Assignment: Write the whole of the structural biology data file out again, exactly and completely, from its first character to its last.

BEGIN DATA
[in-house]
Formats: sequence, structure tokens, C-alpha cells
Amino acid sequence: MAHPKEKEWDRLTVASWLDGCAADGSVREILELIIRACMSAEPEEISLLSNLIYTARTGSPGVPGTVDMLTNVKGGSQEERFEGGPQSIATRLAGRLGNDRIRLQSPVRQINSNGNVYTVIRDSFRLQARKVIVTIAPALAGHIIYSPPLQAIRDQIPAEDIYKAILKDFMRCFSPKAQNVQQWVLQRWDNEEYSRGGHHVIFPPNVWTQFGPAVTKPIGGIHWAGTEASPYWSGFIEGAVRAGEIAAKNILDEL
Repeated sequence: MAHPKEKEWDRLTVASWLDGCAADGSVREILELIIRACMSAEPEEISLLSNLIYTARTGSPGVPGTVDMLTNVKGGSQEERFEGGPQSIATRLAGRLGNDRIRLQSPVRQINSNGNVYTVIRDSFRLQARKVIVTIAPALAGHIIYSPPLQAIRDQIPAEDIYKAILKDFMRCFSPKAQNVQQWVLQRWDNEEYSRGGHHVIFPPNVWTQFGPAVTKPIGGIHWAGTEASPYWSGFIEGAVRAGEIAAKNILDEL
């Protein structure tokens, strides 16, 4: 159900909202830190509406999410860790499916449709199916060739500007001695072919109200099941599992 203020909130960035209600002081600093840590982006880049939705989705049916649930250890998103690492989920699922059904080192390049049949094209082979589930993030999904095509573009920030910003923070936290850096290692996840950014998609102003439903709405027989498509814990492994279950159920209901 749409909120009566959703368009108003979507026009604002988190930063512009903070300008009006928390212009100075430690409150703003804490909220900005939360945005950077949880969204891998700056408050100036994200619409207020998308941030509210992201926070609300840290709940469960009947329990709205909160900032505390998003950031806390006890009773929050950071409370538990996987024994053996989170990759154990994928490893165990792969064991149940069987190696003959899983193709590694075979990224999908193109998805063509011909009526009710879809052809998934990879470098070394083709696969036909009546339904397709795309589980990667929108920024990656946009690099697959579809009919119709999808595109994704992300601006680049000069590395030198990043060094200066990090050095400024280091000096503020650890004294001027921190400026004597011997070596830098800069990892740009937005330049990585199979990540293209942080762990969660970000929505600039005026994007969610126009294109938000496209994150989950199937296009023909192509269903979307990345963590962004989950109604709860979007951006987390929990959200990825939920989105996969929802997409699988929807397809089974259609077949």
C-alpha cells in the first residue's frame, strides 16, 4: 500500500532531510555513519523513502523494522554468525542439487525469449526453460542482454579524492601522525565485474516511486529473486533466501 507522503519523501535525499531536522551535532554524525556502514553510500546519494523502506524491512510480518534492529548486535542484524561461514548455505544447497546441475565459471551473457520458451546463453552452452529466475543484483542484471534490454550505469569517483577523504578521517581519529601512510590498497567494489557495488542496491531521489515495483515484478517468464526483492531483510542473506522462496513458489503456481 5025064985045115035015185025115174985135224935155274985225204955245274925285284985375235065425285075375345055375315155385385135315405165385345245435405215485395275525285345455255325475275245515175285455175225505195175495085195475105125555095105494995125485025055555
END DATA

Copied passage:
[in-house]
Formats: sequence, structure tokens, C-alpha cells
Amino acid sequence: MAHPKEKEWDRLTVASWLDGCAADGSVREILELIIRACMSAEPEEISLLSNLIYTARTGSPGVPGTVDMLTNVKGGSQEERFEGGPQSIATRLAGRLGNDRIRLQSPVRQINSNGNVYTVIRDSFRLQARKVIVTIAPALAGHIIYSPPLQAIRDQIPAEDIYKAILKDFMRCFSPKAQNVQQWVLQRWDNEEYSRGGHHVIFPPNVWTQFGPAVTKPIGGIHWAGTEASPYWSGFIEGAVRAGEIAAKNILDEL
Repeated sequence: MAHPKEKEWDRLTVASWLDGCAADGSVREILELIIRACMSAEPEEISLLSNLIYTARTGSPGVPGTVDMLTNVKGGSQEERFEGGPQSIATRLAGRLGNDRIRLQSPVRQINSNGNVYTVIRDSFRLQARKVIVTIAPALAGHIIYSPPLQAIRDQIPAEDIYKAILKDFMRCFSPKAQNVQQWVLQRWDNEEYSRGGHHVIFPPNVWTQFGPAVTKPIGGIHWAGTEASPYWSGFIEGAVRAGEIAAKNILDEL
């Protein structure tokens, strides 16, 4: 159900909202830190509406999410860790499916449709199916060739500007001695072919109200099941599992 203020909130960035209600002081600093840590982006880049939705989705049916649930250890998103690492989920699922059904080192390049049949094209082979589930993030999904095509573009920030910003923070936290850096290692996840950014998609102003439903709405027989498509814990492994279950159920209901 749409909120009566959703368009108003979507026009604002988190930063512009903070300008009006928390212009100075430690409150703003804490909220900005939360945005950077949880969204891998700056408050100036994200619409207020998308941030509210992201926070609300840290709940469960009947329990709205909160900032505390998003950031806390006890009773929050950071409370538990996987024994053996989170990759154990994928490893165990792969064991149940069987190696003959899983193709590694075979990224999908193109998805063509011909009526009710879809052809998934990879470098070394083709696969036909009546339904397709795309589980990667929108920024990656946009690099697959579809009919119709999808595109994704992300601006680049000069590395030198990043060094200066990090050095400024280091000096503020650890004294001027921190400026004597011997070596830098800069990892740009937005330049990585199979990540293209942080762990969660970000929505600039005026994007969610126009294109938000496209994150989950199937296009023909192509269903979307990345963590962004989950109604709860979007951006987390929990959200990825939920989105996969929802997409699988929807397809089974259609077949």
C-alpha cells in the first residue's frame, strides 16, 4: 500500500532531510555513519523513502523494522554468525542439487525469449526453460542482454579524492601522525565485474516511486529473486533466501 507522503519523501535525499531536522551535532554524525556502514553510500546519494523502506524491512510480518534492529548486535542484524561461514548455505544447497546441475565459471551473457520458451546463453552452452529466475543484483542484471534490454550505469569517483577523504578521517581519529601512510590498497567494489557495488542496491531521489515495483515484478517468464526483492531483510542473506522462496513458489503456481 5025064985045115035015185025115174985135224935155274985225204955245274925285284985375235065425285075375345055375315155385385135315405165385345245435405215485395275525285345455255325475275245515175285455175225505195175495085195475105125555095105494995125485025055555